Can landlords charge for managing end of tenancy cleaning and repairs?

by Readers Question

16:11 PM, 24th November 2016
About 2 years ago

Can landlords charge for managing end of tenancy cleaning and repairs?

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Can landlords charge for managing end of tenancy cleaning and repairs?

My AST states that tenants agree to pay the landlord a management fee equivalent to a 10% of the cost of deductible cleaning and repairs required at the end of the tenancy. charge

I have never implemented it but wondered whether folk consider it a valid term?

Many thanks

Monty



Comments

Gary Nock

19:25 PM, 24th November 2016
About 2 years ago

Probably not Monty. Would probably be classed as an unfair term under consumer contract law. And it crosses over into Deposit Protection and Inventory issues.

Dr Monty Drawbridge

7:56 AM, 25th November 2016
About 2 years ago

Hi Gary. I initially thought this too but now I'm not entirely convinced. On what basis do you think it would be determined to be unfair? The term basically says that if the tenant does not discharge their obligations at the end of the tenancy the landlord can be remunerated for taking on their obligations for them; and that charge is proportional to the amount of work.

Gary Nock

9:40 AM, 25th November 2016
About 2 years ago

If the term is automatically applied at the end of a tenancy without any evidence to do so (i.e an inventory) then it would be deemed to be unfair as it was detrimental to the interests of the consumer. If however, as most ASTs do, contain a provision to return the property back in a same or similar condition to when it was first let, and that the costs would be born by the tenant if it wasn't , then this is not really different to the usual practice of deducting costs for dilapidations. The limiting factor of 10% may actually work to the landlords detriment if the cost of dilapidations is higher than that. If you try and deduct such costs from a deposit without an inventory via any of the deposit protection schemes then it would not be allowed. If you invoiced the tenant for the 10% and they refused to pay then again you would have a tough time proving that to a County Court Judge. In summary, the clause in the AST causes more problems than it solves and it is best relying on a standard dilapidations clause with an inventory and deposit protection paperwork.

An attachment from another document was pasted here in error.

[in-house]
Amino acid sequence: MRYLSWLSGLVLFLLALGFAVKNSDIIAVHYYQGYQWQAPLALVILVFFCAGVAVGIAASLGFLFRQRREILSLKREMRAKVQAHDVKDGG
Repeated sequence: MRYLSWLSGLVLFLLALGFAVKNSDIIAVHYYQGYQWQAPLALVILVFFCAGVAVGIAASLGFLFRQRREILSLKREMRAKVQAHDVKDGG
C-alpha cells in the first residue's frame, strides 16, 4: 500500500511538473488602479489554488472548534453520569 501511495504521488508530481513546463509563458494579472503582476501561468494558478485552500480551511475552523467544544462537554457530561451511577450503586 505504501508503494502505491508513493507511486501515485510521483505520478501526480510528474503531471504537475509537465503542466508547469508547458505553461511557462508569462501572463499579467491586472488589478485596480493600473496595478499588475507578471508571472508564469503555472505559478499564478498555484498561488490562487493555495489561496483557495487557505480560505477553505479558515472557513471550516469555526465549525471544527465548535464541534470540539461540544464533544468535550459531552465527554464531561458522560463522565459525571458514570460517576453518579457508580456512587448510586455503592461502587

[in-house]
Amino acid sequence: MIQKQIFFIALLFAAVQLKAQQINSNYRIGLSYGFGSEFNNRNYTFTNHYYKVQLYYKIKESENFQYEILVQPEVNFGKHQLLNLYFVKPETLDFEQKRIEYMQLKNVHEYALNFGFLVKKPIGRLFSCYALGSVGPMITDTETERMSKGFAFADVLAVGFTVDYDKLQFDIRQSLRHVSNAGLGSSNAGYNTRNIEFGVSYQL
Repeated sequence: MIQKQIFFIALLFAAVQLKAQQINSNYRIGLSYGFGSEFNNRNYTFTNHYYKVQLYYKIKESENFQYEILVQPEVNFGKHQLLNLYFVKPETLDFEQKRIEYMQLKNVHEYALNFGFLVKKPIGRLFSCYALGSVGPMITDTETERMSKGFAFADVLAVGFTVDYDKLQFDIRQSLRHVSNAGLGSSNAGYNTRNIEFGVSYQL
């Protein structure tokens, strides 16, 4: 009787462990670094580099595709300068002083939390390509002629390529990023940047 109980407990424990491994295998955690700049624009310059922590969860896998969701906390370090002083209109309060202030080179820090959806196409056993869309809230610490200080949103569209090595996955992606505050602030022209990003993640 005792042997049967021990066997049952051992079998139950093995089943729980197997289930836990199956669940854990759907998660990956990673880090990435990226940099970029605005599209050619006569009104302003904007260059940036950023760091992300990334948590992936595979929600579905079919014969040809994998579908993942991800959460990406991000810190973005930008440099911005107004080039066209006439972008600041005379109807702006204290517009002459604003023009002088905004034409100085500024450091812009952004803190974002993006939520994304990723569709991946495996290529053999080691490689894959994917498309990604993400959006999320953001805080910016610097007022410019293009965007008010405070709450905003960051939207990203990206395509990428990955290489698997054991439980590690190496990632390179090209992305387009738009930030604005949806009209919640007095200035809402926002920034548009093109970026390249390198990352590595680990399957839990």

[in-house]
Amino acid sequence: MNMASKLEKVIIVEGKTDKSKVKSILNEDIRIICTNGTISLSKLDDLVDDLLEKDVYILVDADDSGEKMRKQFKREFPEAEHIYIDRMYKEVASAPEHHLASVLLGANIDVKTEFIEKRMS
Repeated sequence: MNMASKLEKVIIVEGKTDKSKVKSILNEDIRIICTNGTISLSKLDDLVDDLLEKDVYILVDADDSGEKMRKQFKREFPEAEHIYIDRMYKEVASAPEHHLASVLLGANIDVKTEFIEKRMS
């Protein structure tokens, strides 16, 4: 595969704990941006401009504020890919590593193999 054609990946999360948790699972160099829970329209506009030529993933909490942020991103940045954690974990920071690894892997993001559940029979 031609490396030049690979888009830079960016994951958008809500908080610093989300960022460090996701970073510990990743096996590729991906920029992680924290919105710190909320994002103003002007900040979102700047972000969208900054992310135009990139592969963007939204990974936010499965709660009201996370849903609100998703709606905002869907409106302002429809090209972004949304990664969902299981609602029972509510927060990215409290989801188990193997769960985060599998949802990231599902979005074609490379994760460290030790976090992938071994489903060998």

Dr Monty Drawbridge

10:33 AM, 25th November 2016
About 2 years ago

Hi Gary - Let's assume dilapidations have been properly recorded and that the contract separately makes the tenant liable for the cost of rectifying them (as it does in this AST).

This clause is basically saying that, if a landlord has to arrange a cleaner (for instance) to remedy a breach, they are entitled to charge a fee to in respect of their own administrative efforts in getting quotes, arranging access, checking work, etc... If the cleaner cost £100 then the landlord could, under the formula, add £10 for their own efforts.

Is there precedent to show that the landlord cannot charge for their time?

Gary Nock

11:01 AM, 25th November 2016
About 2 years ago

No. But statute such as in deposit protection or consumer protection law over rides contract law as in ASTs. You can charge for your time and if the tenant does not dispute it then you will get away with it. But if you put it through a DPS adjudicator or a county court judge then be ready to justify it.

Dr Monty Drawbridge

11:13 AM, 25th November 2016
About 2 years ago

Are you saying that there is a statute in deposit protection / consumer protection law which would apply to this and override it?

If you can charge for your time, what is a reasonable hourly rate for a landlord? Is it the same as a cleaner? Or a handyman? Or a plumber?

Sean Graveney

12:02 PM, 25th November 2016
About 2 years ago

Reply to the comment left by "Dr Monty Drawbridge " at "25/11/2016 - 10:33":

But 10% of £100 would be 10% of the actual cleaning costs, not the administrative efforts etc, wouldn't it? So really you'd be claiming two or three quid unless you value your time at a pretty excessive rate.

Dr Monty Drawbridge

12:14 PM, 25th November 2016
About 2 years ago

Reply to the comment left by "Sean Graveney" at "25/11/2016 - 12:02":

£10 would seem a wholly reasonable (in fact cheap) fee for sourcing a cleaner, attending the property to let them in, showing them specifically what needs doing, attending again to check the work after, dealing with invoices etc.. You certainly would not be able to find someone reliable to do it for you for that - let alone £2-3.

What hourly rate is reasonable for a landlord? Same as a cleaner? Handyman? Plumber?

Gary Nock

12:52 PM, 25th November 2016
About 2 years ago

Reply to the comment left by "Dr Monty Drawbridge " at "25/11/2016 - 11:13":

Yes.And as Romain, a far more knowlegeable man than I would say- statute overrides a contract - which is what an AST is. The statutes governing this area are:
Housing Act 2004.
Localism Act 2011.
Deregulation Act 2015.
Consumer Rights 2015 Section 61.

Dr Monty Drawbridge

12:58 PM, 25th November 2016
About 2 years ago

Reply to the comment left by "Gary Nock" at "25/11/2016 - 12:52":

Which bit of those statutes invalidates that specific clause?

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